Performance: most of the ‘debate’ about sprocs vs. code when it comes to performance has seemed to have been about how SQL caches execution plans or network traffic.  As has been beaten to death already, this is irrelevant these days.  While a ‘raw’ query sent over the wire may be larger than a sproc call, this almost never has a noticeable impact.  We aren’t connecting to our SQL data-stores over a modem.  And when parameterized (as almost any decent ORM will do for a dynamic query), a ‘raw’ query will result in an execution plan that is cached just as efficiently as a sproc.  So, none of that matters these days.

What does matter are indexes (and also statistics, but I’ll ignore those for now).  Any developer worth anything working against a data store will know what a join is (if they don’t, get them far, far, away from your system).  But they don’t, often times, know the importance of indexes, how they are tuned, and how to write code that properly uses them.  And when you are writing code that hits a table that has a couple hundred thousand (much less millions) of rows, knowing how to do this is critical to performance.

Unless otherwise restricted, an ORM will happily allow a developer to write code that happily produces where clauses that doesn’t properly use indexes.  Even against a small dataset, badly performant queries are easily produced, but on a much larger dataset, this can wreak havoc on a production system.  This is why so many SQL developers and DBA-types hate ORM technology.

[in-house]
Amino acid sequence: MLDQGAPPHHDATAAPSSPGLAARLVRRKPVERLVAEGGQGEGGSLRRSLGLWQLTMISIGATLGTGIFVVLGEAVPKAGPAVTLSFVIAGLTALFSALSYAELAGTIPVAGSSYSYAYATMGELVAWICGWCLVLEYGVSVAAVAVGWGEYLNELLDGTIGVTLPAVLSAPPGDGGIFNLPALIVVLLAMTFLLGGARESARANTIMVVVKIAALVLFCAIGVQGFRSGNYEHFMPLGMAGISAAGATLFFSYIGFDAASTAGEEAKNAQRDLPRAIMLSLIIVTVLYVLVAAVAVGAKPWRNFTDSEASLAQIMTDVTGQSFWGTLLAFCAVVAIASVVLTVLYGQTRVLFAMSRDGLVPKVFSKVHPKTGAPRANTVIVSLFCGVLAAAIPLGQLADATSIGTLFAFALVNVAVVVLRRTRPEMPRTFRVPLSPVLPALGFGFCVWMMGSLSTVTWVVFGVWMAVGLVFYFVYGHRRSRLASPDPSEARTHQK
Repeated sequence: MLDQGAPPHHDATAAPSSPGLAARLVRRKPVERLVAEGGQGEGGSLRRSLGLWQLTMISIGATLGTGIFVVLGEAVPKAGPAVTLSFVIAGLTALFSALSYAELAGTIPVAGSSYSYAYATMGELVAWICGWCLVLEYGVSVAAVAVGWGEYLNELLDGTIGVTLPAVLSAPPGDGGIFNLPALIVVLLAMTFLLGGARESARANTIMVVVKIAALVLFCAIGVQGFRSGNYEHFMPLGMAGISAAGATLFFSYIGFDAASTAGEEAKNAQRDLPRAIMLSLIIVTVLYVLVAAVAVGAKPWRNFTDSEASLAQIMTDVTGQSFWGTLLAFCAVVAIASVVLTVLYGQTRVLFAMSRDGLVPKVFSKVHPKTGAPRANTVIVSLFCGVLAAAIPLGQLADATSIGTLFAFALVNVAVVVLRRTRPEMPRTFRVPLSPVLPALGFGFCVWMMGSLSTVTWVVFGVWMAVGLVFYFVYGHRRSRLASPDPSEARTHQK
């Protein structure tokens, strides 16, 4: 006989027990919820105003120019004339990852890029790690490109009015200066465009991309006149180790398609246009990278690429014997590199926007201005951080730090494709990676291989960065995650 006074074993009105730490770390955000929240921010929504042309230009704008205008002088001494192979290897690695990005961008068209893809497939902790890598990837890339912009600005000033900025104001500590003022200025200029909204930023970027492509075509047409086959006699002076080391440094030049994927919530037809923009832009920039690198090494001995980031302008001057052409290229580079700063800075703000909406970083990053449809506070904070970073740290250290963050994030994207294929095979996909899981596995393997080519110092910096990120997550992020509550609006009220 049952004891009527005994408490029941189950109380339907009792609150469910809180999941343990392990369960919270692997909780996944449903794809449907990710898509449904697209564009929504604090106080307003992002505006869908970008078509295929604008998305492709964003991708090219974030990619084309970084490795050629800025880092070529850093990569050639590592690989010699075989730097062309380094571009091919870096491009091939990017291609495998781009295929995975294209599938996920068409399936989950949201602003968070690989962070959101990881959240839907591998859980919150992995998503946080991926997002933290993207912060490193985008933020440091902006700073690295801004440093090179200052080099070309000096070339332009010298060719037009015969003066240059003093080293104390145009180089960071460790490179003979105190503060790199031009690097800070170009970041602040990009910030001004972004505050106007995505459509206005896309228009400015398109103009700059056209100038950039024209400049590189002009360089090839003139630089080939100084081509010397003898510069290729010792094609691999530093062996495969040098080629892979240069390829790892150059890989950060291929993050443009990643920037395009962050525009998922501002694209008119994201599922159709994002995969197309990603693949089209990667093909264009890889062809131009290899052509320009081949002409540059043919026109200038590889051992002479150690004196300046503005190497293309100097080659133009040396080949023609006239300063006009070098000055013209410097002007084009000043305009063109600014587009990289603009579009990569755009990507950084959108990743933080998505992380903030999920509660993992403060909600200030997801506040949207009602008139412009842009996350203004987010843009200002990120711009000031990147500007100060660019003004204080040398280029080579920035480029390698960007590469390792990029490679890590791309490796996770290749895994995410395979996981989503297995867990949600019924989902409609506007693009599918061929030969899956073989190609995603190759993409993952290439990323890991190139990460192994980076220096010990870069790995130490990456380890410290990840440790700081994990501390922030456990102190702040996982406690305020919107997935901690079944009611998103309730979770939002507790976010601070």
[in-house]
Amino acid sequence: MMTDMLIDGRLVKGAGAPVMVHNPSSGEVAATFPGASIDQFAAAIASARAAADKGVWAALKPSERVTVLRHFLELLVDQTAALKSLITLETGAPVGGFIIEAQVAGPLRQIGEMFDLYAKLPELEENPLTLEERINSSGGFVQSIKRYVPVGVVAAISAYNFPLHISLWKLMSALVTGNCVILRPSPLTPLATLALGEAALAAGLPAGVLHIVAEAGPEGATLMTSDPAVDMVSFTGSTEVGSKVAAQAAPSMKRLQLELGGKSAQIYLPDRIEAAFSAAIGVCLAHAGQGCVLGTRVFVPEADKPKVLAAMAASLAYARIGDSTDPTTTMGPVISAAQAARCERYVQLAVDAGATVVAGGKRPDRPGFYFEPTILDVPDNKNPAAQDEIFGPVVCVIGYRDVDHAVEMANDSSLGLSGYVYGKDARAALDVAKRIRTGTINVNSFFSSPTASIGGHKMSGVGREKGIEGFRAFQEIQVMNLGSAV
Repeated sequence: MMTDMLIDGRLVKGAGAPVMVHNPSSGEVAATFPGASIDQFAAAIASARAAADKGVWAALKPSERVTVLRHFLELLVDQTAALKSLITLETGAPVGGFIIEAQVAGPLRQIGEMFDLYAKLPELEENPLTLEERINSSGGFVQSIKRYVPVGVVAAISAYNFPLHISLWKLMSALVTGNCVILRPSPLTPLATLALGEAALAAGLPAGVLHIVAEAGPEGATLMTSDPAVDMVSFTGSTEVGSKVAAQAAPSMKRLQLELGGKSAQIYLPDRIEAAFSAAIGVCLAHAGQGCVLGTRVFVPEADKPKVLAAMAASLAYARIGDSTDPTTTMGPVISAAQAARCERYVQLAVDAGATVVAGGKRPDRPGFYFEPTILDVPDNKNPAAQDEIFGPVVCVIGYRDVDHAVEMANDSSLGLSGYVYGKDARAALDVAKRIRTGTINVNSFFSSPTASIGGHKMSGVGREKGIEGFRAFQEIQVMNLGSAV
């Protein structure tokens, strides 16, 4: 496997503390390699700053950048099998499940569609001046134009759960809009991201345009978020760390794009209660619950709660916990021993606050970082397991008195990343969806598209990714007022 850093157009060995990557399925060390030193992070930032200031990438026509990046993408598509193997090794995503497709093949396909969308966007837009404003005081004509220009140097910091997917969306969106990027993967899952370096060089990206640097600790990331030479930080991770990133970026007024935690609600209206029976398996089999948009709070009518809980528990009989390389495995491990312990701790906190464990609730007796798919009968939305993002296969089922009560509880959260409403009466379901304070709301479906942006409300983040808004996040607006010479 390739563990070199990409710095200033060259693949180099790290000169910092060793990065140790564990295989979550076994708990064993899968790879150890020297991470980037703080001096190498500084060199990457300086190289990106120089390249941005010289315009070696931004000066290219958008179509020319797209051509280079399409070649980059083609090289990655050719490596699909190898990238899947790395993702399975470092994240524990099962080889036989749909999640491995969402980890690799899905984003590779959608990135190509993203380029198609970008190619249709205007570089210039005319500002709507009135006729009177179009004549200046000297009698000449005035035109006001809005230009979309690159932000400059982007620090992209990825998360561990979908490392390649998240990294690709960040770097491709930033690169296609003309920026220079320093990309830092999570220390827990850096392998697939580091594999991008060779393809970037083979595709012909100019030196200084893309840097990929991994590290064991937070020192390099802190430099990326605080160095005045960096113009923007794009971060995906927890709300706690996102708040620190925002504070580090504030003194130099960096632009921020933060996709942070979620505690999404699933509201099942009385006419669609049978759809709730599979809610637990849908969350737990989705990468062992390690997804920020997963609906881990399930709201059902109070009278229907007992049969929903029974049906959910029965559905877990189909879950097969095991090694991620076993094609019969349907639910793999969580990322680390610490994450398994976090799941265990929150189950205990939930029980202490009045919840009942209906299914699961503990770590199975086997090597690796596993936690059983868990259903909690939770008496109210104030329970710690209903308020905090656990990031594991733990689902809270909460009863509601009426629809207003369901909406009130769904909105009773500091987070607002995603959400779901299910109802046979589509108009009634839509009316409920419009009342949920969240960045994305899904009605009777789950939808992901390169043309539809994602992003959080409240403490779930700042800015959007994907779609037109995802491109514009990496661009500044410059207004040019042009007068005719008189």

Even a good SQL developer can get this wrong because, as I like to joke at times, SQL seems to emit quantum like behavior (it doesn’t actually, of course).  Understanding execution plans takes some knowledge.  With SQL Server, for instance, a Merge Join can sometimes perform better than an Apply, and sometimes perform worse.  I bet that NHibernate can help ‘hint’ which to use (or at least, given my ignorance of how you would get it to do this, I wouldn’t bet against it), but almost no developer is going to know which to produce even if they knew how to get their ORM of choice to produce it.  Have you ever had to answer a test question about whether Exists or In is faster in a query?  The textbook answer is obvious, but any SQL developer knows that either one can be faster than the other, depending.  Joining on a sub-select is generally the right way to go either way.  Does your ORM generate SQL code that knows to use Exists vs. In vs. a sub-select?